Friday, April 26, 2013

Power Quality Issues I: Voltage Sag and Swell

      Power Quality is one of the trend topics in energy industry. The term "Power Quality" simply focuses on the measurable features of the supplied power in a power system. Supplied power for some load is basically said to have quality (actually this is an hypothetical term), if the supplied voltage magnitude is at rated value and the frequency of it is constant at system synchronous frequency with no other frequency components. In addition to this simple definition, the term power quality can be enlarged to general term to represent a power system that does not contain any unintended, harmful components of voltage, current or power and any unintended phenomena at supplied voltage.
     All loads in a power system are designed to operate at its design specifications which are determined considering the rated values of an ideal mains supply. Thus, any unintended failures, voltage phenomena or harmful current components nearby are harms most of the loads. Actually, some of them are very vulnerable to unintended behaviours of mains. A supply with less quality (do not forget this is an hypothetical term) causes trouble to industrial loads and consequently this means the loss of labor, time and money for industrial plants. The power quality problems may be seen in supply voltage, frequency or nearby currents.In this article, I will mention one of the supply voltage problems that the industrial plants mostly face namely "voltage sag and swells".
     These kind of distortions  are usually due to overloading of huge loads, short-circuit failures or lightning discharges. Voltage sag is defined as the case when the magnitude of the mains voltage is reduced below 90% of rated voltage for a short while. Similarly, voltage swell is defined as the case when the mains voltage is increased above 110% of rated voltage for a short while. Actually, the interconnected network can not prevent these situations; however, it can only be protected by the protection devices after the failure is detected. In medium voltage level, the typical time that should be passed for a protection device to act on a failure is 100 msec. Thus the voltage sags and swells may last typically from 100 msec to a couple of seconds. During this time the voltage magnitude is reduced/increased significantly and the vulnerable loads should be protected during this time interval. Figure 1 illustrates a real voltage sag which is measured by a Class A power quality measurement device in field. As can be seen in figure 1, the three phase voltage sag is so severe that the supply voltage is dropped down to 90 V from 210 V.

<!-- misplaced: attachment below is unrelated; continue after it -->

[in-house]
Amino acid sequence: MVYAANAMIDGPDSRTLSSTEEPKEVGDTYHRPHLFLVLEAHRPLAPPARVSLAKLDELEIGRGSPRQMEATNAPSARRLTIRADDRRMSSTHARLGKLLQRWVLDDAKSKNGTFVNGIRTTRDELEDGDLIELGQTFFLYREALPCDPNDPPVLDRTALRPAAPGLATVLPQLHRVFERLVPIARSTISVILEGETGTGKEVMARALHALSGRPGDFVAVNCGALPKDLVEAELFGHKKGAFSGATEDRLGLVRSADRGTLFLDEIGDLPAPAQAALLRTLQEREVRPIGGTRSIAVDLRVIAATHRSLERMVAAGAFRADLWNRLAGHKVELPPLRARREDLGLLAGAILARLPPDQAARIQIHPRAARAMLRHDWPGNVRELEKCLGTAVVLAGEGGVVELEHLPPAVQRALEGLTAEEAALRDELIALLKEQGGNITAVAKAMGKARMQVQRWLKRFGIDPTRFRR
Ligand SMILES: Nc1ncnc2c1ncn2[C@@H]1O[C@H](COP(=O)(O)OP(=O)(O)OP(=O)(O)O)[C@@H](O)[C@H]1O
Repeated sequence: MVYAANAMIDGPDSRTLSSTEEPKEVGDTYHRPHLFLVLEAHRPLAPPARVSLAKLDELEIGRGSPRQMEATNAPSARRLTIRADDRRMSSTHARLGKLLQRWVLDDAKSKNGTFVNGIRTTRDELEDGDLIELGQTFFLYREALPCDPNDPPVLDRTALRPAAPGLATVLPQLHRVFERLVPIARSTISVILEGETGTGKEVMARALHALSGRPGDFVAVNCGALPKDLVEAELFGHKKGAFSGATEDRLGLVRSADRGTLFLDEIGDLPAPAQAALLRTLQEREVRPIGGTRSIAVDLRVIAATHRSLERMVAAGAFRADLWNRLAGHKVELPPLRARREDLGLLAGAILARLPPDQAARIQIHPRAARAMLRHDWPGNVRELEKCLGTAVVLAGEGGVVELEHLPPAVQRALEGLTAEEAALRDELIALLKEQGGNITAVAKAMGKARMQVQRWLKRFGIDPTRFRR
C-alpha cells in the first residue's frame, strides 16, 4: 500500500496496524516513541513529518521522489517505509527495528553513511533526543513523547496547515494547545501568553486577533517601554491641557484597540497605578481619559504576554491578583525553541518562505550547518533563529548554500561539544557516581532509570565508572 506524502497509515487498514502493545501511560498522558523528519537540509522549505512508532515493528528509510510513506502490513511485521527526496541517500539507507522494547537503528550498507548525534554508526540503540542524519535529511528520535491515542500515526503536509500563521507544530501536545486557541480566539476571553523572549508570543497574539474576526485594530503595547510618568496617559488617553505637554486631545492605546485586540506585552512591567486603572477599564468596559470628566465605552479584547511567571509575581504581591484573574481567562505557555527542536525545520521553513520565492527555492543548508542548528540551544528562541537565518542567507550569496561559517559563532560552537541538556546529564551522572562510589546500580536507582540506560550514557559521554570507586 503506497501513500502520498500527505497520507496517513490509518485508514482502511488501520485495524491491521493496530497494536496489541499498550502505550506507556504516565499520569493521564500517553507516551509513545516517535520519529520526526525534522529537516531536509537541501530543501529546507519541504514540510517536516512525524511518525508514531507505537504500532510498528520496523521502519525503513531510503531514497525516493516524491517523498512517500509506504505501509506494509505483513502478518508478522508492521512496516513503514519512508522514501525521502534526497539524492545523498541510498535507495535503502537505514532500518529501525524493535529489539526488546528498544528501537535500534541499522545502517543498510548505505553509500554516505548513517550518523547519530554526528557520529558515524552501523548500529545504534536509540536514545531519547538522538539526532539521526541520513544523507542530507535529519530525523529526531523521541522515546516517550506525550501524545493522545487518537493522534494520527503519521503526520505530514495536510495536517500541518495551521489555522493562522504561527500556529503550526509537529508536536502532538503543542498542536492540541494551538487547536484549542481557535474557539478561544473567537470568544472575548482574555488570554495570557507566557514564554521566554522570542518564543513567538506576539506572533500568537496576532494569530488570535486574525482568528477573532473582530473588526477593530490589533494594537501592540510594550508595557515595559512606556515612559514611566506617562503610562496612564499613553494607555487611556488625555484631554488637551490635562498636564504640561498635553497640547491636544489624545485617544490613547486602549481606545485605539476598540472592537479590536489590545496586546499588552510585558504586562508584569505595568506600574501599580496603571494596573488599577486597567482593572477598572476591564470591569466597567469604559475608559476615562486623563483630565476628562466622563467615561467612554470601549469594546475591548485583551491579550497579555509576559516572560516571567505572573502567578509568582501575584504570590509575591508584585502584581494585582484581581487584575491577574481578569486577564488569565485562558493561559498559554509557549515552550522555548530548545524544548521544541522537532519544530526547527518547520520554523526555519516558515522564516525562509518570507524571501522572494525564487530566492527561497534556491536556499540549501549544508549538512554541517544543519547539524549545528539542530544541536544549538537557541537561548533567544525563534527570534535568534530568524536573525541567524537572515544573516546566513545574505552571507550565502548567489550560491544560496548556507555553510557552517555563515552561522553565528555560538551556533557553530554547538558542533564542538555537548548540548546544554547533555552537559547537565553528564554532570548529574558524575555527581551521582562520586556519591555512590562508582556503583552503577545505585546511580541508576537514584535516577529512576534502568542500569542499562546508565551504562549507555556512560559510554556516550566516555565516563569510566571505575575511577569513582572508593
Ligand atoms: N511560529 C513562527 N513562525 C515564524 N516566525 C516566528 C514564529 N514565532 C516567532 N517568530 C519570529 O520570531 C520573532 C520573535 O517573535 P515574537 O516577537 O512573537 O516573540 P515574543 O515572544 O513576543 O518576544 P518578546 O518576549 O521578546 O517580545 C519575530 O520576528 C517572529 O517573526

Figure 1: Three Phase Simultaneous Voltage Sag

Similarly figure 2 illustrates a real voltage sag and swell happenning at the phase voltage components at 20kV Medium Voltage (MV) level.

Figure 2: Voltage Swell and Sag in a Three Phase Voltage

Actually, the voltage sag or swell lasts for a very short time in degrees of some hundreds of miliseconds; however, they may cause harmful results for industry. The harmful results of voltage sag/swell may be stoppage of pruduction, damages on motor drives, damages on raw or processed materials etc. For example, figure 3 represents the supply voltage and load current of an industrial printing house at the instant of the voltage sag occus.

As can be seen from figure 3, after voltage sag the load current is significantly reduced, which means a production stoppage. For these kind of instants ,actually, their motor drives loses their states and the paper inside the rolling machines are cut due oscillations in motor torque. This situation causes printing office to lose 2 hours in production and they should be throw away both the printed and raw paper which is inside the machine at the instant that voltage sag/swell occurs.
     The solution for this issue
     Power electronic sytems can solve this problem, since they detect the failure and act in about some tens of microseconds. Some of the systems that can solve this problem is Dynamic voltage restorer (DVR) and dynamic UPS.

No comments:

Post a Comment